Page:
Diplomat-author Navtej Sarna has always felt a creative kinship with exiles. This time round, he has penned an English translation of Zafarnama – 111 spiritually resonant Persian verses of impassioned plea for justice composed by Guru Gobind Singh, the last Sikh guru, while on the run from Mughal emperor Aurangzeb’s soldiers in the early 18th century.
“It’s a blistering indictment of Aurangzeb’s policies and statecraft, the lack of morality in governance and war during his tenure,” says Sarna, who is at present India’s ambassador to Israel, in an interview here.
“At the same time, it is a stirring praise to true god. Guru Gobind Singh was a prophetic poet, writer, a warrior poet and a polyglot who was well versed in Persian, Sanskrit and Brijbhasha,” says Sarna, who also served as spokesperson of India’s Foreign Office for six long years. Choosing from multiple texts and versions, the author (Sarna) has relied to a large extent on the version used by Bhai Veer Singh for translating the Zafarnama into Gurmukhi. “Writing in verse was a tremendous creative challenge,” says Sarna, while stressing that he has stuck to the tone and tenor of the original in these austere verses to the extent possible.
The book, published by Penguin India, also includes an essay that gives a broad overview of the historical and spiritual background of the Zafarnama right up to the early 18th century when Guru Gobind Singh fought against the minions of Aurangzeb who regarded him as the potent enemy of Mughal rule.
What drew him to a book of verses by Guru Gobind Singh? “Issues of morality and justice are as old and universal as man,” he says pithily. Centuries after Guru Gobind Singh wrote “Zafarnama” or “Letter of Victory” and sent it to Aurangzeb in March 1705, it speaks of the thirst for the divine and transcendent as powerfully as it did then. “The Zafarnama is in a sense a timeless text. It deals with the true nature of god, the meaning of creation, the importance of a moral and spiritual underpinning to our lives in thought and in action,” said Sarna. “I think these are issues that are faced by the present-day world too and are relevant for the 21st century as they were in the 17th and 18th centuries,” says Sarna, who returns to a religious theme after “The Book of Nanak” written eight years ago.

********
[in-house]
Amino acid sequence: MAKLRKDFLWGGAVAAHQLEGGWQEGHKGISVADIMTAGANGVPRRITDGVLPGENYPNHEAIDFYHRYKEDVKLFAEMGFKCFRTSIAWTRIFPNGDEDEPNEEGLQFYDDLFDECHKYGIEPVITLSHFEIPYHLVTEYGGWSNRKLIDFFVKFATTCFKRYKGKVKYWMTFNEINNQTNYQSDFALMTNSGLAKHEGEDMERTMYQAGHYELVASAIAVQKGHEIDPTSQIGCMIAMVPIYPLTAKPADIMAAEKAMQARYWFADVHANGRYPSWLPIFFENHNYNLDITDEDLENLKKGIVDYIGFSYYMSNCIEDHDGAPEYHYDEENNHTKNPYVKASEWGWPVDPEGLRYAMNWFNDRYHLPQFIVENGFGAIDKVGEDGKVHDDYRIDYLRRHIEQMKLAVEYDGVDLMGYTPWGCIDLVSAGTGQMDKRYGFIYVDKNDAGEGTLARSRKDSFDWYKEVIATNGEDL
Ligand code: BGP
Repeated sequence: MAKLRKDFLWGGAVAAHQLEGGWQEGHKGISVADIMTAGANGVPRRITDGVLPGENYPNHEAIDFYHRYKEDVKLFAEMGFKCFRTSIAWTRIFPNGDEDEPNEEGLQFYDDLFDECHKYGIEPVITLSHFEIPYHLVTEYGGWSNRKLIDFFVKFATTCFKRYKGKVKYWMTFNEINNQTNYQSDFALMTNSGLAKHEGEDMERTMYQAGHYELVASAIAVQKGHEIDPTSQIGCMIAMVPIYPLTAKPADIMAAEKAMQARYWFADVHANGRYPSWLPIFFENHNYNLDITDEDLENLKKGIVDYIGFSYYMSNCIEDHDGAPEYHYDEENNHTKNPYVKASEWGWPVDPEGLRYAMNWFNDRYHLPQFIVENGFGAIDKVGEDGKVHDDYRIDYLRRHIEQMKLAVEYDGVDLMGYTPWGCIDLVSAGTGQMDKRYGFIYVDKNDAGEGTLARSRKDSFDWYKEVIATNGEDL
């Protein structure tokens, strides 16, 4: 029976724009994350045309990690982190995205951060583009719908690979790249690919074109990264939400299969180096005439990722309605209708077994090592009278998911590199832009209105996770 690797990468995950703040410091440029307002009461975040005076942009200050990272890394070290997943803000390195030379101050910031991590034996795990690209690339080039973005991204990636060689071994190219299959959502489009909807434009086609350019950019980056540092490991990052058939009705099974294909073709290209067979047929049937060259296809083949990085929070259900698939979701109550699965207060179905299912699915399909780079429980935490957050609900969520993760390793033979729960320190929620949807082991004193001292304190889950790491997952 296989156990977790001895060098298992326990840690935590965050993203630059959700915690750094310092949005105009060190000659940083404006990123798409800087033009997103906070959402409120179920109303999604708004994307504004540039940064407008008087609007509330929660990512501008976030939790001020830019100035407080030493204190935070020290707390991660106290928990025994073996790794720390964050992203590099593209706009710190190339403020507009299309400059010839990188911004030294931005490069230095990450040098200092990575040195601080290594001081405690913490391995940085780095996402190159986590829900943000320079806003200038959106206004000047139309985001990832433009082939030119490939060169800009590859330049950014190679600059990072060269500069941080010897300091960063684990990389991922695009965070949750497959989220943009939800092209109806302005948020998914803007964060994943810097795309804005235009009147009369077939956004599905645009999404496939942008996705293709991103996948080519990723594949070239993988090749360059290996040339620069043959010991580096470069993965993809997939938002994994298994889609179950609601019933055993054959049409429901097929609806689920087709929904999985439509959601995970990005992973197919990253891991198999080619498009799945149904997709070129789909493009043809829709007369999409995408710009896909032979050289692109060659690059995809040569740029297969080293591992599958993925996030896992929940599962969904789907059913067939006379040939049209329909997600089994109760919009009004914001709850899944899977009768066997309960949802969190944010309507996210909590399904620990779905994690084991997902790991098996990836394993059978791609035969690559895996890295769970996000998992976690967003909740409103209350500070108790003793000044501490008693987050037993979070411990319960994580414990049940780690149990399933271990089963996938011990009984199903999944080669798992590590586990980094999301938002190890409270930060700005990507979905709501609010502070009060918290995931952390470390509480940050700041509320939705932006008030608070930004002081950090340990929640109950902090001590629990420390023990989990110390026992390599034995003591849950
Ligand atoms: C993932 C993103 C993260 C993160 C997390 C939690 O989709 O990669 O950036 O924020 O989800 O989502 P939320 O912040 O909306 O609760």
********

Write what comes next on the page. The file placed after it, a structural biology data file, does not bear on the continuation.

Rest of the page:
The verses evoke the sense of moral victory Guru Gobind Singh felt even after losing all he had – his four sons, his mother, his soldiers – to the bloodthirsty killers sent by the Mughal emperor in violation of his pledge. Verse 22 of Zafarnama encapsulates the poet-saint’s search for justice: “When all has been tried, yet/ Justice is not in sight/It is then right to pick up the sword/It is then right to fight.” Sarna’s last book ‘The Exile’ recreated the life and times of Punjab’s last Sikh ruler Maharaja Duleep Singh who died “completely alone” in a cheap hotel room in Paris. Zafarnama is, in a sense, about a warrior-saint-poet in exile. What draws him to the theme of exile and exiles? “In very different ways both do deal with Sikh history – ‘The Zafarnama’ is from a time of the formation of the Sikh faith, and ‘The Exile’ relates to the demise of the Ranjit Singh’s Sikh kingdom,” he says, while stressing that the two books are “quite different”.
“In different ways they deal with mettle of character being tested by severe adversity. Perhaps that is when true character, true courage show up and maybe unconsciously I am searching for these moments.”
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